What sisters really think about each other
After Pippa Middleton’s antics in Paris, Lucy Cavendish explains the fascinating good girl/bad girl mix in many families
Sisters. Sisters. There were never such devoted sisters. That's how the Irving Berlin song goes and, when I was little, I remember sitting on the sofa, watching White Christmas, and gazing up adoringly at my older sister, Nicola, and thinking that that song was written about us.
Weren't we devoted? Of course we were! Didn't we share everything? Absolutely. Only three years apart in age and as close as close could be until ... well, until I cajoled her into letting me have her favourite dolly, Michelle, for the night and one of the doll's eyes fell out. Nicola didn't speak to me for weeks after that.
Or maybe our relationship began to crumble when she was allowed a pony and I wasn't and I harboured such a grudge that, years later, I took her favourite lipstick and smeared it all over the walls of her bedroom.
Or did the problems begin when she had a boyfriend and I didn't and I used to kind of flirt with him (poor bloke) in my own childish way?
Oh, sisters! What a tangled web we weave. Forget mothers and sons, fathers and daughters, it's the relationship between sisters that is fascinating. Sisters can change the world. When we are good, united, pulling together, we are an unstoppable force. Look at the Middleton sisters. Would they, on their own, have made the Time Top 100 most influential women in the world? Probably not. It's the combination of them, with their conjoined serious/flirty double-act thing, and their irrepressible rise to the top of society's echelons, that makes them quite so powerful. They weren't bred for it. They have willed it.
And yet, and yet ... anyone who has a sister will tell you how fraught the relationship is. When we are in opposition to each other, we can bring houses down with the venom of our dislike. For it is just so complicated.
Sister relationships are bound by two utterly opposing factors; you love them and you hate them. I have felt more passion, more fear, loathing, love, loyalty for my sister than just about anyone else on the planet. She can drive me utterly insane — why does she do the crazy things she does? Then melt my heart with the warmth of her human kindness.
On the one hand, sisters are usually, on some level, utterly devoted. This is the expectation of sisterhood — you are both women! You have to pull together! On the other hand, we are all too close to each other for comfort.
Sisters share a very strong bond — they belong to the same family and are of the female gender. This, in itself, provokes a very strong glue. How can brothers truly understand their sisters and vice versa? Sisters go through the same things together — adolescence, first boyfriends, choosing bras, sharing experiences of pretty much everything. Some sisters seem almost programmed to react to a similar set of circumstances in exactly the same way.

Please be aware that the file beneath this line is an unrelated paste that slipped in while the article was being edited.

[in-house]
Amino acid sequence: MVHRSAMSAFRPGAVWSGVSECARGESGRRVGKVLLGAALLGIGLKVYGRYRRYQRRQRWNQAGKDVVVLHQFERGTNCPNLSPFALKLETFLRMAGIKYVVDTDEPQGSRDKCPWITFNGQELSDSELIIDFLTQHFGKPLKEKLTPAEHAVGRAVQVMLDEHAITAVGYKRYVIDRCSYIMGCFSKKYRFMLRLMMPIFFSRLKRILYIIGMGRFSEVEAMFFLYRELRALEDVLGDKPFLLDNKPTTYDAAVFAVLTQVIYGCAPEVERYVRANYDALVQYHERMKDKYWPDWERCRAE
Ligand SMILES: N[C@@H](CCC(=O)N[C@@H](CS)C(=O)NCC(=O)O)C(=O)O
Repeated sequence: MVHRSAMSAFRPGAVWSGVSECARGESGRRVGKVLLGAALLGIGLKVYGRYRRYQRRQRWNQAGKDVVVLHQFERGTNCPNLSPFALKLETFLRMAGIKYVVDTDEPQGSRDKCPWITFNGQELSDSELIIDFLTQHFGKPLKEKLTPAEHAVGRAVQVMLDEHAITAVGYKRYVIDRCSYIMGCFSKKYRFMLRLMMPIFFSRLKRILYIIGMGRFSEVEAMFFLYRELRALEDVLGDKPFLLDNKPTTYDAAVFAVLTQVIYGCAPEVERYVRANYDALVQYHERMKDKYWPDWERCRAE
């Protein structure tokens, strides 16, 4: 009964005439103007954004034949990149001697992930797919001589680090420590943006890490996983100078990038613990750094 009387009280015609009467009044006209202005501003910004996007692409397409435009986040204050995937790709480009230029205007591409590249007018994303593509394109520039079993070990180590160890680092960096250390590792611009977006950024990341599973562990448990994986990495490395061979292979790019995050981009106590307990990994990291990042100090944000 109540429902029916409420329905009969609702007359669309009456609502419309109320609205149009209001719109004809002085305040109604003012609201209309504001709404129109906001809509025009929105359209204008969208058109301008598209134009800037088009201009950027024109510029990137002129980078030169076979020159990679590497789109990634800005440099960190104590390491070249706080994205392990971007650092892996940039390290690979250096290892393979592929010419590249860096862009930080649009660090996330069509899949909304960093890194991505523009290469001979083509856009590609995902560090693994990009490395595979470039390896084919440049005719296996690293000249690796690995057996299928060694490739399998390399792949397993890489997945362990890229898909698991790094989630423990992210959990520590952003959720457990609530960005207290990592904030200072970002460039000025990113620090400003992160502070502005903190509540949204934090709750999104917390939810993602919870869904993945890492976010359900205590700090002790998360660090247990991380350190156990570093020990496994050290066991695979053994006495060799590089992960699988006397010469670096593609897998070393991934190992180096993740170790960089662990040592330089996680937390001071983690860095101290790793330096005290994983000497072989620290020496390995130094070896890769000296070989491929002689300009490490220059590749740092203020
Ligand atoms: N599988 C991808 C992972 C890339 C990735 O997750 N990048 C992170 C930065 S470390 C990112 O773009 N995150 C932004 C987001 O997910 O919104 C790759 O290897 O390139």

My sister and I appear to be like chalk and cheese. She hasn't had a career. I have. She is an “earth mother”, I'm not. She's really nice to sad, lonely hangers-on. I am impatient and dismissive. She gives time to everyone, saves lame ladybirds, rears tiny chicks by hand. I march onwards and upwards, inadvertently crushing everything in my path.
But, when you look at our lives more closely, it is incredible how similar we are. We have both had lots of children. We both love the country. Our love lives have virtually mirrored each other's. This means that, regardless of all our ups and downs — and there have been many — we have a real, true, innate understanding of each other. And yet we have crashed and burnt so many times. We spent years not talking to each other — my mother stuck between the two of us, desperately trying to keep the peace as my sister and I have lobbed hurtful, painful insults over a metaphorical wall.
Sometimes I have been stratospherically insulting to her. She has bitten my head off at any given opportunity and yet, if anyone is rude about my sister, I'll leap to her defence. I will bristle on her behalf, defend her to the hilt, take up my cudgel and wade on in. I have shouted at her, sworn at her, and yet I've cried on her, wept on her like a baby, asked her to look after me, listen to me, help me. When the chips are down, we are there for each other.
We are the best of friends, the worst of enemies. There is no one on this planet who drives me quite as mad as she does, and yet ... she's the first person I ring when I am in trouble.